Apollo 13 "Houston, we're got a problem."

Page 13

The Ill-Fated Space Odyssey of Apollo 13.

copyright Time Inc. 1970

On the ground. possible future maneuvers were tried out in flight simulations at Houston and Kennedy Space Center by their fellow astronauts: disappointed Ken Mattingly, Apollo 14 Commander Al Shepard, LM Pilot Ed Mitchell, CM Pilot Stu Roosa, Apollo 12's CM Pilot Dick Gordon, Gene Cernan of Apollo 10, Dave Scott of Apollo 9, John Young, Vance Brand, Ron Evans and Joe Engle.

Maneuvers that still remained to be executed were simulated in complete detail. The big burn to get the quicker return and splashdown in the Pacific was simulated: placing the simulated spacecraft in the correct attitude, firing the Aquarius DPS engine, and checking the results by computer. Similarly, the astronauts went through the simulated maneuvers of dropping the Lunar Module, dropping the Service Module and putting the Command Module into the correct attitude for reentry into the atmosphere for safe landing.

Engineers in Downey, Calif., where Odyssey was built, ran emergency problems through computers. A team of 30 at Massachusetts Institute of Technology, where the Apollo guidance system was designed, worked through the night. Ten phone lines were kept open between Mission Control and a room staffed with 70 LM experts at the manufacturer's plant in Bethpage, Long Island.

President Nixon cancelled appointments and kept in touch. He was briefed by former astronauts Mike Collins of Apollo 11 and Bill Anders of Apollo 8.

He phoned Lovell's and Haise's wives in Houston and Swigert's parents in Denver. He drove out to the Goddard Space Flight Center, in Maryland, primary switching center for NASA's worldwide tracking and communications network.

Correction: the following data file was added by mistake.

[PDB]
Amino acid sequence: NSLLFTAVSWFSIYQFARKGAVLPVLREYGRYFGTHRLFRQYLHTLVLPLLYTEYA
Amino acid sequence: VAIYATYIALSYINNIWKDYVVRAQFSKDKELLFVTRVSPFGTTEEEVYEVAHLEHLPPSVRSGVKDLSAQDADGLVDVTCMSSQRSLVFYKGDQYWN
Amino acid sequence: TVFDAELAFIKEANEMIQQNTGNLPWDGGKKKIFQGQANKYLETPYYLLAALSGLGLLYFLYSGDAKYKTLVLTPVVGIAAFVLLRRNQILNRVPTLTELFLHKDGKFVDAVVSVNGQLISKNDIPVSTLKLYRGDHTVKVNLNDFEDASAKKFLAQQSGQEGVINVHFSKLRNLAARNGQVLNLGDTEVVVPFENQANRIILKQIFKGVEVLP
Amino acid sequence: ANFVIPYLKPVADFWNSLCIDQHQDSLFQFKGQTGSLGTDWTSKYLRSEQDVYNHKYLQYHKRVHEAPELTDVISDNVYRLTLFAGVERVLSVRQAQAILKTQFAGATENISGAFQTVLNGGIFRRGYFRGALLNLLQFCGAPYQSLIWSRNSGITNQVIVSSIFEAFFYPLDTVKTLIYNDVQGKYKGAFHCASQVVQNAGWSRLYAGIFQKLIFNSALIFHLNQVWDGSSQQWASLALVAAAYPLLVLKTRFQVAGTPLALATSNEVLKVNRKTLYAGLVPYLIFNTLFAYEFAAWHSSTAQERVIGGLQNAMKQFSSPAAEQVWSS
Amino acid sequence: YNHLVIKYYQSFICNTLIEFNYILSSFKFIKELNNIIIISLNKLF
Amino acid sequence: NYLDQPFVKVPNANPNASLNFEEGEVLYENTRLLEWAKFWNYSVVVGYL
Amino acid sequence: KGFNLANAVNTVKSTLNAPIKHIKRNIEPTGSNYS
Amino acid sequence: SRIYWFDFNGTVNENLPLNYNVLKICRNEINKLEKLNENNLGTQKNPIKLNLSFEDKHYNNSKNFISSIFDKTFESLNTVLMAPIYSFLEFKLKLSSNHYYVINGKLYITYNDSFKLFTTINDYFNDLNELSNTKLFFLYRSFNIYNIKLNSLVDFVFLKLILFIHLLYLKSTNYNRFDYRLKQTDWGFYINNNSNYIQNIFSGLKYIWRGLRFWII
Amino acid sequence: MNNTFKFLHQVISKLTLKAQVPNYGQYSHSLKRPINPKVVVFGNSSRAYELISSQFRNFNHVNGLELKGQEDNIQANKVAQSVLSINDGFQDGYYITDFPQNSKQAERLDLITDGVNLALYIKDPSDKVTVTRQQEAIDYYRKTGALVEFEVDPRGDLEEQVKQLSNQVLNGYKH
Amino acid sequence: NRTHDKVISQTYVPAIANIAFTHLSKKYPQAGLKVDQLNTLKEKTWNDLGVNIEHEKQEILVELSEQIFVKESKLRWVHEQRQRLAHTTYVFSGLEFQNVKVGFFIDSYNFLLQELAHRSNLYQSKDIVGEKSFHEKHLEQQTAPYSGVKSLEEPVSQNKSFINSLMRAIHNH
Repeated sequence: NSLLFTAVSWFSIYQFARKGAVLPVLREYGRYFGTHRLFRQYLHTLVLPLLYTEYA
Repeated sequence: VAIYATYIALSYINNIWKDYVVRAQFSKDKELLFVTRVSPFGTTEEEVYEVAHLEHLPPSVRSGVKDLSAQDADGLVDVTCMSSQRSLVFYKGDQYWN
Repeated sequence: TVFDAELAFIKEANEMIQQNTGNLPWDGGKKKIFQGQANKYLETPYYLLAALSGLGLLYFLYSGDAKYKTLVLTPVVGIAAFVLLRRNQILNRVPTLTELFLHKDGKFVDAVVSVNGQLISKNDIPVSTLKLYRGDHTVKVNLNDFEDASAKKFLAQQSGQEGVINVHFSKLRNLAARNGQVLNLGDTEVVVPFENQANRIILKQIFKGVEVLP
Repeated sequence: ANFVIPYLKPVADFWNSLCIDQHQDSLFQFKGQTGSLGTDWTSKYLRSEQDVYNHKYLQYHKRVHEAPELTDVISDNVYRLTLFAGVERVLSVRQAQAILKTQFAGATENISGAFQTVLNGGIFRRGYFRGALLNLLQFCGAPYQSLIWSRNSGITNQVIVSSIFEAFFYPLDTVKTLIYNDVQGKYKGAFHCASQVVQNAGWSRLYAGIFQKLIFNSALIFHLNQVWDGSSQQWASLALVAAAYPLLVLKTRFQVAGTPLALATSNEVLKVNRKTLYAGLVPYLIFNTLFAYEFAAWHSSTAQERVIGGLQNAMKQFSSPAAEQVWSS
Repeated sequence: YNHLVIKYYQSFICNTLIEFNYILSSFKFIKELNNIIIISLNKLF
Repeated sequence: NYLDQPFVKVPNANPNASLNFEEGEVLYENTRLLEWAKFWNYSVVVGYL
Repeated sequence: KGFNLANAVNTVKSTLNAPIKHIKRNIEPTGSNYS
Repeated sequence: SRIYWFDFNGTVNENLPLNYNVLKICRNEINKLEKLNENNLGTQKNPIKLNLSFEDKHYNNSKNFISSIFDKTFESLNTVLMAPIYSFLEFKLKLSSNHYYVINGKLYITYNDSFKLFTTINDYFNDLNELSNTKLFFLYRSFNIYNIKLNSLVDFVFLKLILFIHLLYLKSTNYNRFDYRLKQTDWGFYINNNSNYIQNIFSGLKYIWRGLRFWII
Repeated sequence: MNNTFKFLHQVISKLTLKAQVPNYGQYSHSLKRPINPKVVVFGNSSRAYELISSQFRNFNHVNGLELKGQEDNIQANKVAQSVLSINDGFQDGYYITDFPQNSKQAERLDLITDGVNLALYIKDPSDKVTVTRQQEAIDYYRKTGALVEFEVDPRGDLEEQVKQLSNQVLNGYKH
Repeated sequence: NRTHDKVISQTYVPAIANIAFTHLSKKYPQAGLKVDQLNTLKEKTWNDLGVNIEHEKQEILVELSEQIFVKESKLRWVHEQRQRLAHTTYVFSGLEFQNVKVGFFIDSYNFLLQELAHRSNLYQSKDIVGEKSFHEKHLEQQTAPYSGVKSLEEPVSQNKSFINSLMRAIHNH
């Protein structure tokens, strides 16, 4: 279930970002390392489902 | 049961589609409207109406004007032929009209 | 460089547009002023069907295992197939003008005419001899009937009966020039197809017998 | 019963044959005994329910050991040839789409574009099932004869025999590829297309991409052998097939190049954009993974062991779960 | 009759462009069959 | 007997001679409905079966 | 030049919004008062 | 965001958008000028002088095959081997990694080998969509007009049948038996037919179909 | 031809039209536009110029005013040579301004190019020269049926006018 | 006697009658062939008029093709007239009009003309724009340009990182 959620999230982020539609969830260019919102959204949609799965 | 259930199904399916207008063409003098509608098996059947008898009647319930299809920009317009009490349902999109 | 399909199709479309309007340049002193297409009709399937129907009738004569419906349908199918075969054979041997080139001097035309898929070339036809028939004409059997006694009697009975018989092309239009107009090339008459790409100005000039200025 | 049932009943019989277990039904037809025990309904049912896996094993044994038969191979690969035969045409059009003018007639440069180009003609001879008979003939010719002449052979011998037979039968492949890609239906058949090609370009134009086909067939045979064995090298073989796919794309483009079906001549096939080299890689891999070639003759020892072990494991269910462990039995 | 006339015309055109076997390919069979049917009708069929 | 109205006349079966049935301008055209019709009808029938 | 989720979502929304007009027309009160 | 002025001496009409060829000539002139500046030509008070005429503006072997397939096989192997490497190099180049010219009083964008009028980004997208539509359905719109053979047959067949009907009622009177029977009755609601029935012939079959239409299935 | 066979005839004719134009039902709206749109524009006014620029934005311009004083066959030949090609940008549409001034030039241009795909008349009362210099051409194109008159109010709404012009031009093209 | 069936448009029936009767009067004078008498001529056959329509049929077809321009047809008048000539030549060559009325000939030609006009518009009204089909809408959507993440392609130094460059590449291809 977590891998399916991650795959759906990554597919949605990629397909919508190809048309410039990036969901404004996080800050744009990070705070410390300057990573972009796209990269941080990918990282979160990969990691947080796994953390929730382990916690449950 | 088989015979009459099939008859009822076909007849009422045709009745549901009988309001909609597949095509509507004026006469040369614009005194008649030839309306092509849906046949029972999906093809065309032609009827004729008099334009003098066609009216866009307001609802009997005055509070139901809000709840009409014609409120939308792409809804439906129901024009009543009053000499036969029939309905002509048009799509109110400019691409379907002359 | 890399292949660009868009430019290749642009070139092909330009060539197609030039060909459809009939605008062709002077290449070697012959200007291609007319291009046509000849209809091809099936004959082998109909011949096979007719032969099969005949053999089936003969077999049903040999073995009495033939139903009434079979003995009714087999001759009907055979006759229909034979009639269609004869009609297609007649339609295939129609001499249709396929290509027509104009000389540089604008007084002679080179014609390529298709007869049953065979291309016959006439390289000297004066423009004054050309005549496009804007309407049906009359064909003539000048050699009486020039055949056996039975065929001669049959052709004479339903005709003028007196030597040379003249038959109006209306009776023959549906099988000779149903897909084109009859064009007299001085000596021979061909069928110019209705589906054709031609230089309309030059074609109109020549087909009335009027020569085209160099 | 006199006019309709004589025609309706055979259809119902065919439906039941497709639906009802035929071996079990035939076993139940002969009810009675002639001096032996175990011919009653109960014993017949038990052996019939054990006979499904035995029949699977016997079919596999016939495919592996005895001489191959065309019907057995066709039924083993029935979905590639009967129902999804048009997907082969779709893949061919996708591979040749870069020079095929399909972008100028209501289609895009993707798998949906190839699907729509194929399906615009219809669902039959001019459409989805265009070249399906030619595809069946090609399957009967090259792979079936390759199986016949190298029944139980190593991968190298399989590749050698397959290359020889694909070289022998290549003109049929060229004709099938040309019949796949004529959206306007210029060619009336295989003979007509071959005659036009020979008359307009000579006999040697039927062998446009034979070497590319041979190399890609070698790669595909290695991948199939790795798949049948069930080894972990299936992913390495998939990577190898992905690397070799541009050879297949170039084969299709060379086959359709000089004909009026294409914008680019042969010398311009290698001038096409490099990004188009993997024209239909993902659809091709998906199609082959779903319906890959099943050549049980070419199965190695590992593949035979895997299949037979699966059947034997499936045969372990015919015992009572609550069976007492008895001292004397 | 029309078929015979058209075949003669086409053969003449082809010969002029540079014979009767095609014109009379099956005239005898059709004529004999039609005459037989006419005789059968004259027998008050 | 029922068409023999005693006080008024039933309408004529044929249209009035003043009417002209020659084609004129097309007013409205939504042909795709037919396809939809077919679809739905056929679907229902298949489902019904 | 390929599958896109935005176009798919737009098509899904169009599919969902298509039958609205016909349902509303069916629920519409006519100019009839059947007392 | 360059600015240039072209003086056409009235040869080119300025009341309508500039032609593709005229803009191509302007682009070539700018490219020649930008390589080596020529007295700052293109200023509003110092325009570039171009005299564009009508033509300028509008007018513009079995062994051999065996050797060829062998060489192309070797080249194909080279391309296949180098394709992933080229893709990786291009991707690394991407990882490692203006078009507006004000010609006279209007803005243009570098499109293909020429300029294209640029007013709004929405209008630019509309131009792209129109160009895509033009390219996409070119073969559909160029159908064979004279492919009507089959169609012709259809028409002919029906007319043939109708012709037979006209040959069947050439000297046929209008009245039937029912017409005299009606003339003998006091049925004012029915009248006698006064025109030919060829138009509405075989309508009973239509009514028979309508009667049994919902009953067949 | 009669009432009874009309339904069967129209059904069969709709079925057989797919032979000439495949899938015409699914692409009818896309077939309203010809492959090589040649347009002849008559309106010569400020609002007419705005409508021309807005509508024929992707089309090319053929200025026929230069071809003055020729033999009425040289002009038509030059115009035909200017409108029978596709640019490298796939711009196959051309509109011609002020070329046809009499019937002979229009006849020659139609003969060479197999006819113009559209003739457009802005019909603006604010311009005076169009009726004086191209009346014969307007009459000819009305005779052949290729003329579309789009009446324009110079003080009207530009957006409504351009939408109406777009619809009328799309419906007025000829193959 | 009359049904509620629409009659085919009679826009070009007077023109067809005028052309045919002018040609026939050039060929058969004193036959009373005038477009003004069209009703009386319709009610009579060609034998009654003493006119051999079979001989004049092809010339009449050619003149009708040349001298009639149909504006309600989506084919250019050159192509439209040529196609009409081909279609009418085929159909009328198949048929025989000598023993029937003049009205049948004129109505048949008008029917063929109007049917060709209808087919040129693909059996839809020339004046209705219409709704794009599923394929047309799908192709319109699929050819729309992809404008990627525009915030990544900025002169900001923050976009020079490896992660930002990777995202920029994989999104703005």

As the men in Apollo 13 experienced what no men had undergone before, millions followed the developing drama by radio and television in public squares, private homes, schools, offices and factories. Pope Paul, at an audience in St. Peter's Basilica for 10,000 Romans and tourists, said "We cannot forget at this moment the lot of the astronauts of Apollo 13. We hope that at least their lives can be saved." Prolonged applause followed. Prayers were said at Jerusalem's Wailing Wall and on the floor of Chicago's Board of Trade.

On Tuesday, April 14, the U.S. Senate adopted a resolution which urged all businesses and communications media to pause at 9 p.m., their local time, to "permit persons to join in prayer for the safety of the astronauts."

Offers of assistance with ships to aid in the recovery came from many nations. The Associated Press quoted the Russian news agency Tass as saying that four Soviet ships were steaming toward the splashdown area, one of them the Chumikan, a missile tracker equipped with a helicopter. Tass said the Chumikan and fishing trawler No. 8452 were ordered to join the cargo carriers Academician Rykachev and Novopolotsk converging on the Pacific target area.

Premier Aleksei N. Kosygin sent a message saying: "I want to inform you (U.S. Government) the Soviet Government has given orders to all citizens and members of the armed forces to use all necessary means to render assistance in the rescue of the American (Apollo 13) astronauts."